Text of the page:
“A picture is worth a thousand words.”— Generally accepted modern version of an old English adage.
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Comfort is often found in the memories of one’s surroundings. Links to the past as in a song reminding of memorable moments experienced the first time it was heard. Or photos of those who brought pleasure into one’s life.
Similar thoughts resonated in my office last weekend as I personalized it with items to create comfortable work surroundings. For me, that’s usually accomplished with artwork.
Added to the office walls were nostalgic country scenes by Texas artist George Boutwell and a majestic appearing eagle by Bill Jaxon. The American symbol of freedom at its best. Straight across the room from my desk, easily in view, I positioned a pair of prints that remind me of the business that has been my life’s work.
Half of that pair has been with me since the early 1980s and has graced a wall in every office where I’ve worked since that time. The artist, Ward Nichols, was a third-generation printer whose grandfather was a newspaper publisher in West Virginia. Nichols started his career in the family print shop at the age of 10, but in 1967 left the printing business to pursue his passion as a painter. He rose to national and international fame with his detailed paintings of rural life, coastal scenes, mechanical objects, and, as might be expected, memories of the printing trade from his youth.
My first Nichols print, “Tools of Freedom,” was purchased through a press association offering. I wish I could tell you it was the National Newspaper Association or the Texas Press Association. However, the time elapsed since then prevents that memory from emerging. I do remember that more of his prints were available, most likely related to a fundraiser for journalistic endeavors. But, after acquiring that one, my attempts to purchase another were to no avail. They were sold out.
“Tools of Freedom” first hung it in my office in the same building where I am again the publisher today. It depicts hot-type printing tools common before the late 60s when offset web printing revolutionized the industry. The collection includes a printer’s apron, pieces of movable type, various other related tools of the trade seldom seen today, and one other essential item that survived to live on for a time in the web press era: a line gauge. Or, as it was more well known in newspaper shops, a “pica pole.” Pica was once a standard measurement in newspaper composition. Adobe Photoshop and InDesign software today still offer picas as a measurement option.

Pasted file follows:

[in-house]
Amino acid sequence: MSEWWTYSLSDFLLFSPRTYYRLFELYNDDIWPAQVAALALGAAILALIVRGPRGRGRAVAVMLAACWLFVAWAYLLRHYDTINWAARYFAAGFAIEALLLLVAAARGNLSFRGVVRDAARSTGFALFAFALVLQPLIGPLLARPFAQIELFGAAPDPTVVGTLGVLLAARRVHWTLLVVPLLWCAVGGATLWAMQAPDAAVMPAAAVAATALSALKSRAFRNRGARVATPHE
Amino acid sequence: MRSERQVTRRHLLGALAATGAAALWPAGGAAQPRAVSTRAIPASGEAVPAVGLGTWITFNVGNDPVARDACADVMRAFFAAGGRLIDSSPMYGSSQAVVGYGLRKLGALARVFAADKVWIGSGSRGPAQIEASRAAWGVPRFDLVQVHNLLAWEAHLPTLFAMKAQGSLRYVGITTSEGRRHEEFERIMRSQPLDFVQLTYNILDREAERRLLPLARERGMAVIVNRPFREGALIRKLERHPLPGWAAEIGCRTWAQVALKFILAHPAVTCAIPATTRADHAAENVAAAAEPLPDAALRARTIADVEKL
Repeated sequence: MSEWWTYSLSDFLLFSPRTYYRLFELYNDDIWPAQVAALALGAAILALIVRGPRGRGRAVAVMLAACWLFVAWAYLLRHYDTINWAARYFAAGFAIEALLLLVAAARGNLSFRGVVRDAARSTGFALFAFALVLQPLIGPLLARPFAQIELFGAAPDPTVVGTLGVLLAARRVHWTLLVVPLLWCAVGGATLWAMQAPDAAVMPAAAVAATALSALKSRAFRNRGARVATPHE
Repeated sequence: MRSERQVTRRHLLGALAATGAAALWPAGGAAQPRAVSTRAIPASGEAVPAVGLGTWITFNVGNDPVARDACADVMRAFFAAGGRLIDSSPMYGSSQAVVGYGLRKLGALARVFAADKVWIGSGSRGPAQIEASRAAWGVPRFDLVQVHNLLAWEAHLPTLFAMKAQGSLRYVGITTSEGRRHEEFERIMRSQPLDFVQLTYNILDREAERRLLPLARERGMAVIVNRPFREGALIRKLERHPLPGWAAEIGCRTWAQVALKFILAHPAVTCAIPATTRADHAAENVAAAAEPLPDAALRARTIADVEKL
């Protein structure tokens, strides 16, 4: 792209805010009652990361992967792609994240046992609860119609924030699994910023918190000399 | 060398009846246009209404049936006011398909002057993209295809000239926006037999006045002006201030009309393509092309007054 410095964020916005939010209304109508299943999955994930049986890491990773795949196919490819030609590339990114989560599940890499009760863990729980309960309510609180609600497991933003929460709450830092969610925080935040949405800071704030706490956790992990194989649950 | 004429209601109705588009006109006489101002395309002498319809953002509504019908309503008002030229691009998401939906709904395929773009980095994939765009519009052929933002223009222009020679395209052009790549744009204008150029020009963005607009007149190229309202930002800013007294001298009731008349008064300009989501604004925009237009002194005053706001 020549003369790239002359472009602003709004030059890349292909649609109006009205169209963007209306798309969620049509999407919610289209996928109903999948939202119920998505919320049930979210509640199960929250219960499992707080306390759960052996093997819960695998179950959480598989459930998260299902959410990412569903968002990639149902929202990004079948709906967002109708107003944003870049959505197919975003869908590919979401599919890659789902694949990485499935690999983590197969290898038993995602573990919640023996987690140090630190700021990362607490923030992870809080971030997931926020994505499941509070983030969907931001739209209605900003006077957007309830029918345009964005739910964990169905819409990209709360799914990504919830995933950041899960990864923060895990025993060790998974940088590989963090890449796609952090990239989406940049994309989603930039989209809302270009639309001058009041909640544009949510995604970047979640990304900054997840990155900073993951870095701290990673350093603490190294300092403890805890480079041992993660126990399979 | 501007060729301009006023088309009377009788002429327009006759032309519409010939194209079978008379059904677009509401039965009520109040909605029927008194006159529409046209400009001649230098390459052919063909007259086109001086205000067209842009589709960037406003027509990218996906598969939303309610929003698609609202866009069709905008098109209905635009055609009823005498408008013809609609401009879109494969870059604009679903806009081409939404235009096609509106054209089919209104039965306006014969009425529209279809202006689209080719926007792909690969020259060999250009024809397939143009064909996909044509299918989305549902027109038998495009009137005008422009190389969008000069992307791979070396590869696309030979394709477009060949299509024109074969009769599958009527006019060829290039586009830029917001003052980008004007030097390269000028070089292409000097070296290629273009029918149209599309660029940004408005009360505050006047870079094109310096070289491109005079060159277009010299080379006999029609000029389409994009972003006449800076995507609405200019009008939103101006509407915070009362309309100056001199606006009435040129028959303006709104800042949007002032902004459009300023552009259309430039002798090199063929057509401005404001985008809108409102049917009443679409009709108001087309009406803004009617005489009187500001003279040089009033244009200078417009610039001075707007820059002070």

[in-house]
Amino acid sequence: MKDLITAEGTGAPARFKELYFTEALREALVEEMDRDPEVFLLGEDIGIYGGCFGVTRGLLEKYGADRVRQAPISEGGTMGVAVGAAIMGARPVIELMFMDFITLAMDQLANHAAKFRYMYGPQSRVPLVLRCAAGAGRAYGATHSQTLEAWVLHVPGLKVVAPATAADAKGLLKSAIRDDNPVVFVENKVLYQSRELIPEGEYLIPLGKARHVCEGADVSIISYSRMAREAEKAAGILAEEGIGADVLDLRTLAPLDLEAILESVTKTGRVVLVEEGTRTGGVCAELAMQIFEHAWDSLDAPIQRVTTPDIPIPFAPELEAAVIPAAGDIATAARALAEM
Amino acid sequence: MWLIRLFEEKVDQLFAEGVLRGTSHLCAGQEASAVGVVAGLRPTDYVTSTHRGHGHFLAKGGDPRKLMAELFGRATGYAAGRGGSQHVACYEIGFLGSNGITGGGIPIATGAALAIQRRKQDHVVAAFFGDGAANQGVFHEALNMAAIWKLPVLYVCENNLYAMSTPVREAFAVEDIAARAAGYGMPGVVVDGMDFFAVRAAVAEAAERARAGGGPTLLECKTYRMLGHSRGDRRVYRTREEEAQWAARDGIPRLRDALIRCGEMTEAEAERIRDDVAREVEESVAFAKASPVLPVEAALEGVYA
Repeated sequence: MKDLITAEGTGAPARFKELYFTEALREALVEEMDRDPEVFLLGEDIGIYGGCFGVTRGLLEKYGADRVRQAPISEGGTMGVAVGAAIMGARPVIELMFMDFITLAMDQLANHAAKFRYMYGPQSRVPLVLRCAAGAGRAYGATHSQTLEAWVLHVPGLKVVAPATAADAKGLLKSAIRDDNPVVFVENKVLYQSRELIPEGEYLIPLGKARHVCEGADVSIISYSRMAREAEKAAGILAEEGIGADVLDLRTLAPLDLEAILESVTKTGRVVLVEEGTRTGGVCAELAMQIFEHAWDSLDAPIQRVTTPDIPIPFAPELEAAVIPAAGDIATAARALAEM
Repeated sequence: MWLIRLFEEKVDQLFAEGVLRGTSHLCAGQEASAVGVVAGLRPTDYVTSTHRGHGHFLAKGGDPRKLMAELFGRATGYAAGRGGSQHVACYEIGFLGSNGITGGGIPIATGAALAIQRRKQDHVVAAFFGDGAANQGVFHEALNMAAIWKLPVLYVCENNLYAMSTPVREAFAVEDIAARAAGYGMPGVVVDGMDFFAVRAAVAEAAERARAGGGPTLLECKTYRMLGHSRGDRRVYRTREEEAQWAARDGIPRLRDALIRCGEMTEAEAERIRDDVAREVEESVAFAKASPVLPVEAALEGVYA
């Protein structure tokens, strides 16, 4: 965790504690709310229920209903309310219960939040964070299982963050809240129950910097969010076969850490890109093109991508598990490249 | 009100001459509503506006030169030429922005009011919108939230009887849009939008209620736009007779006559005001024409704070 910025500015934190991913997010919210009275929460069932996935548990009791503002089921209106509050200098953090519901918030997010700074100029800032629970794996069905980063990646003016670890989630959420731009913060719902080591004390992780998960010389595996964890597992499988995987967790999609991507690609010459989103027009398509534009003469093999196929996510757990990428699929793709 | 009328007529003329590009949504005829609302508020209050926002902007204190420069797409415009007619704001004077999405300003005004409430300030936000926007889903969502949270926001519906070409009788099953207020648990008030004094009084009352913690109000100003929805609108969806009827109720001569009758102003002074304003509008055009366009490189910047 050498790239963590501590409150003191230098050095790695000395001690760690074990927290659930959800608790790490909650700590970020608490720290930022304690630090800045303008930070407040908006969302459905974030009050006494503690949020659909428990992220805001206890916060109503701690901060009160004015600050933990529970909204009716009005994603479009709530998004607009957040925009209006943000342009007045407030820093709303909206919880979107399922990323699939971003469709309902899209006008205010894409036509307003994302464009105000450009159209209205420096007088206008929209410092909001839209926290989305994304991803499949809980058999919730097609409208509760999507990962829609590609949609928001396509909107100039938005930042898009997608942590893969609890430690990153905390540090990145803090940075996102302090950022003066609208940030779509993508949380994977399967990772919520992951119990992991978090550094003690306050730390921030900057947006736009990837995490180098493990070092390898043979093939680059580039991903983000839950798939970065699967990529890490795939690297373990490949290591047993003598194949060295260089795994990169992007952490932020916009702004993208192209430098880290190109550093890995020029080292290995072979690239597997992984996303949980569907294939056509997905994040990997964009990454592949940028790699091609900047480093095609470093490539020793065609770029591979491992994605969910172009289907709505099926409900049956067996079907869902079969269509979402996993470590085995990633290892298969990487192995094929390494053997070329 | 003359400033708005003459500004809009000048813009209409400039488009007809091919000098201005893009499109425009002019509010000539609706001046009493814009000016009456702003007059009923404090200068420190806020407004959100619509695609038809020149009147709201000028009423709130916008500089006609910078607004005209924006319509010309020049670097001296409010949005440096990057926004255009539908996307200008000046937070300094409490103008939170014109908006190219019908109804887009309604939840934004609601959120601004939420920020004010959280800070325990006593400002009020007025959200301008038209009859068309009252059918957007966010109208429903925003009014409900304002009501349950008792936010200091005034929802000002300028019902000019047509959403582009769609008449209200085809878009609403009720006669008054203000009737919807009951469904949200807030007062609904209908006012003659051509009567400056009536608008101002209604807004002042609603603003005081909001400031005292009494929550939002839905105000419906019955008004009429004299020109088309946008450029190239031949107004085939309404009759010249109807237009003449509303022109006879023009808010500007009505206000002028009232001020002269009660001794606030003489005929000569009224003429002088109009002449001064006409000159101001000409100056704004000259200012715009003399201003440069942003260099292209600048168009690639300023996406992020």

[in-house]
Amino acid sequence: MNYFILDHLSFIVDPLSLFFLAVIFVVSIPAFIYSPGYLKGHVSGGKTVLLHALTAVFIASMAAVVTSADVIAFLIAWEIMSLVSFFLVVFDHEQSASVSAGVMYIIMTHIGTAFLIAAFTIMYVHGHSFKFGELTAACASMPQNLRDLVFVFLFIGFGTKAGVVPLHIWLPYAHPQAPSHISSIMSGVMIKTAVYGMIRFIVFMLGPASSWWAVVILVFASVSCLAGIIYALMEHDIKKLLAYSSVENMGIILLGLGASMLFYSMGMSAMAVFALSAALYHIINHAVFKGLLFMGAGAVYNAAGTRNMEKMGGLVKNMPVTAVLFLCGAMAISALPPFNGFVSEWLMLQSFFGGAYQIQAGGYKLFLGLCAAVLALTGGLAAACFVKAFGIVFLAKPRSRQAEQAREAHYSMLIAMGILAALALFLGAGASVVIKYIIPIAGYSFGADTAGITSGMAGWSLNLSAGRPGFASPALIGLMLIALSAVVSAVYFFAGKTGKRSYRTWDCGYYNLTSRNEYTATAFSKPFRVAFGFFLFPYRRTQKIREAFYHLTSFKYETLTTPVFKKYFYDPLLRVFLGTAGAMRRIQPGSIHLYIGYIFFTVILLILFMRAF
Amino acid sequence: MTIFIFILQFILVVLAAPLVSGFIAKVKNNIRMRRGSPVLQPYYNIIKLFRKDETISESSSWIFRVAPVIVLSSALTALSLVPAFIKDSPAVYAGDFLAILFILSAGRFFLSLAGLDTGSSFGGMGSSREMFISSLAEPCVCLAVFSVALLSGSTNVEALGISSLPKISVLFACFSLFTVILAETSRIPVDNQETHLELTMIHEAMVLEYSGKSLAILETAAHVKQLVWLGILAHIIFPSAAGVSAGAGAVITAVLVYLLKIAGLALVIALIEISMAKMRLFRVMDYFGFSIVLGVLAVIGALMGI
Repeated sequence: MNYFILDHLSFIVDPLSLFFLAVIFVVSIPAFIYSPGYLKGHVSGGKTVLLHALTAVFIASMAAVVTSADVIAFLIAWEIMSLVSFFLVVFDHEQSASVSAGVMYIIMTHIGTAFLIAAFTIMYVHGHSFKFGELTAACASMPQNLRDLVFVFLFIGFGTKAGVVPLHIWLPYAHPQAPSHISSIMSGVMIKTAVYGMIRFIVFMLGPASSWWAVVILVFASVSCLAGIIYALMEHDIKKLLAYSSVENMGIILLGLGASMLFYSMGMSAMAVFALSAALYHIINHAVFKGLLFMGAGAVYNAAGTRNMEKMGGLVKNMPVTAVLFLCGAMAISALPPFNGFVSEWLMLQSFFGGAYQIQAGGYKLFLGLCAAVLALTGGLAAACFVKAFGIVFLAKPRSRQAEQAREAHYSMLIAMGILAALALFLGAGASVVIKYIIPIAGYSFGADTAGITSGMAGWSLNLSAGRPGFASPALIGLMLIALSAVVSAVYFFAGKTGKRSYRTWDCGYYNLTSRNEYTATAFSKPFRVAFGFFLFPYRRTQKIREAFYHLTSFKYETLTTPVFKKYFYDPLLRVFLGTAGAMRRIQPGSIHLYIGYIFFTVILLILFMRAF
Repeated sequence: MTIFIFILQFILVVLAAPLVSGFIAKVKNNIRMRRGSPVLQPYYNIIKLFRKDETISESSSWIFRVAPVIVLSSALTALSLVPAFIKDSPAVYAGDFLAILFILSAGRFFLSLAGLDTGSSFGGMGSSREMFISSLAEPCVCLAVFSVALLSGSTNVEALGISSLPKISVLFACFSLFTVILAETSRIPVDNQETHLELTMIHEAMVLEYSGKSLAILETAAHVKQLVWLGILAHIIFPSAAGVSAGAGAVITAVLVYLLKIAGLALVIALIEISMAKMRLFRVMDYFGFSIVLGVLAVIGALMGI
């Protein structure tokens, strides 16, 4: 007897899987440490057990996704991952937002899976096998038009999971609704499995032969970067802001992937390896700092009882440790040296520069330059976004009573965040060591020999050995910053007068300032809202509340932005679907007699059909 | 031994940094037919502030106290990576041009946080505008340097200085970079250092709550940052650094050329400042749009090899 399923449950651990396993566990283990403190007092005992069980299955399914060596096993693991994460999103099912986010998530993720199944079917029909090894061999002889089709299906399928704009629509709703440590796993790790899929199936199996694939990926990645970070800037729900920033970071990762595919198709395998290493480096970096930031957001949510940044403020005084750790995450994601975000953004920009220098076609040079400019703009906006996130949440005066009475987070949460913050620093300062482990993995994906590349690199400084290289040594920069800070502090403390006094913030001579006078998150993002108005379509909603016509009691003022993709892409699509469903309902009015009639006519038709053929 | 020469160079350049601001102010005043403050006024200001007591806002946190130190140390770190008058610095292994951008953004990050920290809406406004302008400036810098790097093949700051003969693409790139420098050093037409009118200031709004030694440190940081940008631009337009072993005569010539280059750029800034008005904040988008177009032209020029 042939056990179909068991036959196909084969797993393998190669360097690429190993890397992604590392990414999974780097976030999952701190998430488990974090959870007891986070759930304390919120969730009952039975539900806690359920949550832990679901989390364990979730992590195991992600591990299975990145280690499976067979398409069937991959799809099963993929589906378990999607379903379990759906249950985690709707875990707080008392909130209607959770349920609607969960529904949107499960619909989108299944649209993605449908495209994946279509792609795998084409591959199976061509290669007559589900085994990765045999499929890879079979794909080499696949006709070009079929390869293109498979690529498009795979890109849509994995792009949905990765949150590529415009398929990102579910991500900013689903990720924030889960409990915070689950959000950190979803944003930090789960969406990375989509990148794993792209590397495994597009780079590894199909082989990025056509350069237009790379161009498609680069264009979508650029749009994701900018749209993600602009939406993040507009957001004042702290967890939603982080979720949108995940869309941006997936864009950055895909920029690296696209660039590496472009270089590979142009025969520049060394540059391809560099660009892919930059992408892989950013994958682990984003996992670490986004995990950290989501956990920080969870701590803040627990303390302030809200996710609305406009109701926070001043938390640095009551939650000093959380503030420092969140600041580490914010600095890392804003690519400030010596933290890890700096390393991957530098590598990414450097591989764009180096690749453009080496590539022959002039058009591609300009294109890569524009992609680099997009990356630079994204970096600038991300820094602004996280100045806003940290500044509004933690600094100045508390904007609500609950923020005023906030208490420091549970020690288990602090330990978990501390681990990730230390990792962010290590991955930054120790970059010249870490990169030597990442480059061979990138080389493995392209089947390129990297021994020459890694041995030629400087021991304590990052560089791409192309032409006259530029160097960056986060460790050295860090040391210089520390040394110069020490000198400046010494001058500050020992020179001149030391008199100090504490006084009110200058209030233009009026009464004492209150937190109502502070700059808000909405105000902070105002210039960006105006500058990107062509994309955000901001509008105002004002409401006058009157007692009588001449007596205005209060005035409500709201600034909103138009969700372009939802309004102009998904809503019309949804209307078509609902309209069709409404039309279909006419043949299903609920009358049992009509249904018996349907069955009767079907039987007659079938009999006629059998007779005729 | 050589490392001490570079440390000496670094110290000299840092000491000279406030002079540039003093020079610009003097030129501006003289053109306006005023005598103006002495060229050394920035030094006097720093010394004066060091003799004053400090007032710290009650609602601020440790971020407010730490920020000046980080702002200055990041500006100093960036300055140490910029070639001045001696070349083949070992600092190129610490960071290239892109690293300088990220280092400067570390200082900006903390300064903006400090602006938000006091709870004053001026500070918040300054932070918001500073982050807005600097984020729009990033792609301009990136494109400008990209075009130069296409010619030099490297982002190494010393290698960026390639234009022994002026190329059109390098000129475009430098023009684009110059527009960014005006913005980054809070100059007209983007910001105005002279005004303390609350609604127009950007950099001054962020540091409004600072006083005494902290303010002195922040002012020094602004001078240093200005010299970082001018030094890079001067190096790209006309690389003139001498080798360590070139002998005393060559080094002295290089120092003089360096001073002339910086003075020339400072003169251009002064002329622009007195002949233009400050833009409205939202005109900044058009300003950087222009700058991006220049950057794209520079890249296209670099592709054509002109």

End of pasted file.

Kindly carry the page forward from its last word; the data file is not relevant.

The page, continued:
Nichols featured the familiar tool standing straight up in the center of the picture, almost as if placed there as a focal point.
Long gone from digital newspaper shops, there was not one to be found at The Light and Champion office when I looked a few weeks ago. After years of working with one in my back pocket or within reach, I brought one from home. It now resides on my desk next to my computer … just in case. That comfortable surroundings thing again.
After Center in the 80s, “Tools of Freedom” was with me at The Boerne Star in the 90s and at The Monitor in Naples from ’98 to ’02. After that, it hung out in my office where marketing was my job and, like me, spent some time at home before coming back to where it started.
And, the second Nichol’s print? I long lamented that I was unable to acquire another work by Nichols. That is until a few years ago when by nothing more elaborate than dumb luck, I was rummaging around at an estate sale and recognized a copy of Nichols’ “Hands of Freedom” among other pieces of art stashed out of plain sight. Perhaps that was because the mat was damaged, but the print was unharmed. And, by the least imagined of methods, I had acquired the other Nichols’ print I sought more than 30 years ago.
“Hands of Freedom” depicts a printer’s hands with ink-stained fingernails feeding a single sheet, hand-fed press, the kind once used to print small weekly newspapers, flyers, and office forms.
Last weekend was my first opportunity to hang the prints together in a newspaper office. Sometimes, it just takes time to get things together where they belong.
So, if you’re in the neighborhood, stop in The Light and Champion office to see the storied Nichols prints celebrating freedom of the press. And you won’t have to endure the thousand words. You just read the shorter version.
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